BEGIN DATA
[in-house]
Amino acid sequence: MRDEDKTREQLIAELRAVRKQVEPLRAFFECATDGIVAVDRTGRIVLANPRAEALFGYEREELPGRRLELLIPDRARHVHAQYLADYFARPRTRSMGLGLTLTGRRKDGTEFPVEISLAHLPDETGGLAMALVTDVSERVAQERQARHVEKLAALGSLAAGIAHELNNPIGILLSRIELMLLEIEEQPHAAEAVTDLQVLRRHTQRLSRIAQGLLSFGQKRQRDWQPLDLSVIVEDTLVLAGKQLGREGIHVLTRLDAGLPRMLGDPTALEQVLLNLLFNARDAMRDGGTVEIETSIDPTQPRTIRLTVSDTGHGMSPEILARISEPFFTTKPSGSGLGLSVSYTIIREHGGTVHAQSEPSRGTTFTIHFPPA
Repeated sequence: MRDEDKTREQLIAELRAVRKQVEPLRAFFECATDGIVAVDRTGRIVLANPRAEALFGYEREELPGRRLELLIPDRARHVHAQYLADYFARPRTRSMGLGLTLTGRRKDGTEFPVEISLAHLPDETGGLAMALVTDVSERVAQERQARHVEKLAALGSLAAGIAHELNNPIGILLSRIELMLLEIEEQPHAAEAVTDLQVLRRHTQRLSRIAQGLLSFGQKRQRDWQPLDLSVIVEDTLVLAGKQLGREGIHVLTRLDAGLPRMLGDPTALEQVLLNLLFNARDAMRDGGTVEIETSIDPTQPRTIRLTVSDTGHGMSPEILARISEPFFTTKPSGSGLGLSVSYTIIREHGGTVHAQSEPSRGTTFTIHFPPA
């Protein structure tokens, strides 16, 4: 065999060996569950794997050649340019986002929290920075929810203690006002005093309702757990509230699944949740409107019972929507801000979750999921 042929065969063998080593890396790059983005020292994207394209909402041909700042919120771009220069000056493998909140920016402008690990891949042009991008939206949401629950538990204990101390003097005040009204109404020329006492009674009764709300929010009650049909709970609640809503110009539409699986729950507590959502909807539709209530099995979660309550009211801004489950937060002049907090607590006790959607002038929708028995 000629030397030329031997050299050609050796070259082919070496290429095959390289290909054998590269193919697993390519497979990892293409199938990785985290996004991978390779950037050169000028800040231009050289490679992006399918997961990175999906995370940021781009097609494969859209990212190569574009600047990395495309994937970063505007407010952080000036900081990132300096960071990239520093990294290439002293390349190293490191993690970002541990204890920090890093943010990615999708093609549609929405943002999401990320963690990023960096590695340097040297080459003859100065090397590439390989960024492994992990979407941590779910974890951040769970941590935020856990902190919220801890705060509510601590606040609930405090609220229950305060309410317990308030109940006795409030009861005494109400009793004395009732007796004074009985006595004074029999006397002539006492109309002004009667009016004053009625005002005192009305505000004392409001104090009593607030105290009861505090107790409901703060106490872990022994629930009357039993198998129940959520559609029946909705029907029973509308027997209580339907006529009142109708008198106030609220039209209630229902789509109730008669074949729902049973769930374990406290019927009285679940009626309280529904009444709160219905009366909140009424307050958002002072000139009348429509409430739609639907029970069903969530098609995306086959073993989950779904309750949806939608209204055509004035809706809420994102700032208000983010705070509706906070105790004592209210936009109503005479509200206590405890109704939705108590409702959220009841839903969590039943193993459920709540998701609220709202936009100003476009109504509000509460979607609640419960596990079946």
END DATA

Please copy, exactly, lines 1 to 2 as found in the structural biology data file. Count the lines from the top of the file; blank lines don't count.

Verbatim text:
[in-house]
Amino acid sequence: MRDEDKTREQLIAELRAVRKQVEPLRAFFECATDGIVAVDRTGRIVLANPRAEALFGYEREELPGRRLELLIPDRARHVHAQYLADYFARPRTRSMGLGLTLTGRRKDGTEFPVEISLAHLPDETGGLAMALVTDVSERVAQERQARHVEKLAALGSLAAGIAHELNNPIGILLSRIELMLLEIEEQPHAAEAVTDLQVLRRHTQRLSRIAQGLLSFGQKRQRDWQPLDLSVIVEDTLVLAGKQLGREGIHVLTRLDAGLPRMLGDPTALEQVLLNLLFNARDAMRDGGTVEIETSIDPTQPRTIRLTVSDTGHGMSPEILARISEPFFTTKPSGSGLGLSVSYTIIREHGGTVHAQSEPSRGTTFTIHFPPA